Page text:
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Tuesday, November 6, 2012

Pros and cons of decriminalizing marijuana debated at Rivier University forum

NASHUA – Kevin Murray heard something from a prosecutor arguing against decriminalizing marijuana that struck him as wrong.

At a panel discussion Monday at Rivier University, Senior Assistant Attorney General Jeff Cahill said the majority of people who drink alcohol don’t do so to enter an altered state. Conversely, trying to achieve an altered state is the only reason people smoke marijuana, Cahill said. ...

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NASHUA – Kevin Murray heard something from a prosecutor arguing against decriminalizing marijuana that struck him as wrong.

At a panel discussion Monday at Rivier University, Senior Assistant Attorney General Jeff Cahill said the majority of people who drink alcohol don’t do so to enter an altered state. Conversely, trying to achieve an altered state is the only reason people smoke marijuana, Cahill said.

Murray, a junior criminal justice student, challenged whether there was a difference between drinking booze and smoking pot.

There are other types of “altered states” than getting smashed, he said.

College students who drink do so striving for an altered state, the same as students who smoke pot, Murray suggested.

Students drink to relax, or to lose inhibitions so they become more sociable, he said.

Cahill suggested that comparing drinking alcohol to smoking marijuana was “comparing apples and oranges, when it’s apples and apples,” Murray said.

Murray was one of roughly 50 people who attended a forum titled, “Marijuana: Time to Decriminalize?” The forum was sponsored by Rivier’s Criminal Justice program. Though open to the public, almost all the attendees were students. The forum was moderated by Eric Gentes, an assistant criminal justice professor.

Several proposals in recent years would have made possessing small amounts of marijuana a violation, akin to a traffic ticket. Right now, a person arrested in New Hampshire with marijuana could be charged with a Class A misdemeanor punishable by up to a year in jail plus fines. However, the cases, at least first offenses, are often pleaded down to a lesser charge.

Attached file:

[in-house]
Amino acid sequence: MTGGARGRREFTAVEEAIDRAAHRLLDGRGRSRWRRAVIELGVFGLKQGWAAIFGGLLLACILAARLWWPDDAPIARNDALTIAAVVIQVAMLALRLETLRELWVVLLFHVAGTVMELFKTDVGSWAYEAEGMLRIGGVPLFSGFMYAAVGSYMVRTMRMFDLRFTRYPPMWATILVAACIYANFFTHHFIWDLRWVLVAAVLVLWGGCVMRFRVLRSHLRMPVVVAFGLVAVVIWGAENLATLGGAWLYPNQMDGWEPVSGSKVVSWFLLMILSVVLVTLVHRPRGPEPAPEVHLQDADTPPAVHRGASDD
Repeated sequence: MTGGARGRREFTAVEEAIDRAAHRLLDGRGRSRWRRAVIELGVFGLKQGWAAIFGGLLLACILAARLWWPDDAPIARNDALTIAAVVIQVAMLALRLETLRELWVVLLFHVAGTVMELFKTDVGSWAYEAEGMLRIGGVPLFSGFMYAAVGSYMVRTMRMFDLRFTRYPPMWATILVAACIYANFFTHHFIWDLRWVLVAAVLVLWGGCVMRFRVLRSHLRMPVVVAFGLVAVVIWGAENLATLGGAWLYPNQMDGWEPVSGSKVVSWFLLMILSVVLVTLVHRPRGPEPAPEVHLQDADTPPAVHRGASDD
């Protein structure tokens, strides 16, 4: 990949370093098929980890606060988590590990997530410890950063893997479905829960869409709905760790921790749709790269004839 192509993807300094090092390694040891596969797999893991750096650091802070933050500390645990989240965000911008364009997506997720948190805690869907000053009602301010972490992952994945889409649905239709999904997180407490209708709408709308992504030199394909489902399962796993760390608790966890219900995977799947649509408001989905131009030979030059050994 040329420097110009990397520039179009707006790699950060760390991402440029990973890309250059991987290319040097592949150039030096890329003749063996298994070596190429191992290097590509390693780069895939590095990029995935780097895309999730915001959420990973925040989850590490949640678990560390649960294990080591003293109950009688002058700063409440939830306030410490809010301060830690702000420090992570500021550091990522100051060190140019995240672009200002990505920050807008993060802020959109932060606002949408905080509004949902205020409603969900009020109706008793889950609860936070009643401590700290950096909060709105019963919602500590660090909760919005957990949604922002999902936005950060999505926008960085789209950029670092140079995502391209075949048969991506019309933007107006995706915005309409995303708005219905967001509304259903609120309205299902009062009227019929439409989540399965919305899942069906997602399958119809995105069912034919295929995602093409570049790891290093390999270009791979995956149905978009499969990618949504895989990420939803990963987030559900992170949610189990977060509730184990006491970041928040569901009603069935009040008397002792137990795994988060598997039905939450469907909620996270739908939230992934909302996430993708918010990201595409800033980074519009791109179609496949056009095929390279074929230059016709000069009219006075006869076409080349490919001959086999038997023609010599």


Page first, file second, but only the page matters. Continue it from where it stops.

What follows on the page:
Marijuana often is portrayed as safe and harmless, but “in reality, it’s an addictive drug,” Cahill said.

Cahill’s opponent on the panel disagreed. Marijuana may be habit-forming, but it’s not physically addictive, said Claire Ebel, executive director of the state chapter of the American Civil Liberties Union.

People who smoke pot function, Ebel said.

“They do go to work; they do their jobs,” she said.

Many relax after work with a joint, Ebel said.

“Is it good for you? It is if you use medical marijuana,” she said.

Legalizing marijuana for medical use is inevitable, Ebel said.

Cahill admitted the state attorney general’s office probably wouldn’t oppose legalizing small amounts of marijuana for medical use as long as sufficient safeguards were in place to prevent abuse.

However, even if the state legalized medical marijuana, its use would still violate federal law, he said.

If marijuana were legal, more people would use it, including minors, Cahill said. Smoking pot affects motor skills, and 20 percent of drivers in fatal accidents were found to have marijuana in their system, though often along with other drugs, he said.

Ebel said if marijuana is decriminalized, it still would be illegal to drive under the influence of marijuana. Marijuana use isn’t a gateway to other drugs, but the fact that it’s illegal makes it a gateway to criminal activity, which is unfortunate, she said.

Legalizing medical marijuana wouldn’t prevent it from being abused, just as Oxycontin, which is legal with a prescription, is sold on the street, said Sally Hirsh-Dickinson, an associate professor of English. She was one of the attendees who asked questions or offered comments at the forum.

Unlike users of some other illegal drugs, marijuana users tend to be passive and nonviolent, Hirsh-Dickinson said.

When she lived in Colorado 20 years ago, some of her housemates were “stoners,” she said. When the housemates passed around a bong, they became so subdued it was like being in a nursing home, Hirsh-Dickinson said.

Making marijuana illegal does more damage than does using marijuana, Ebel said.

Patrick Meighan can be reached at 594-6518 or pmeighan@nashua
telegraph.com. Follow Meighan on Twitter @ Telegraph_PatM.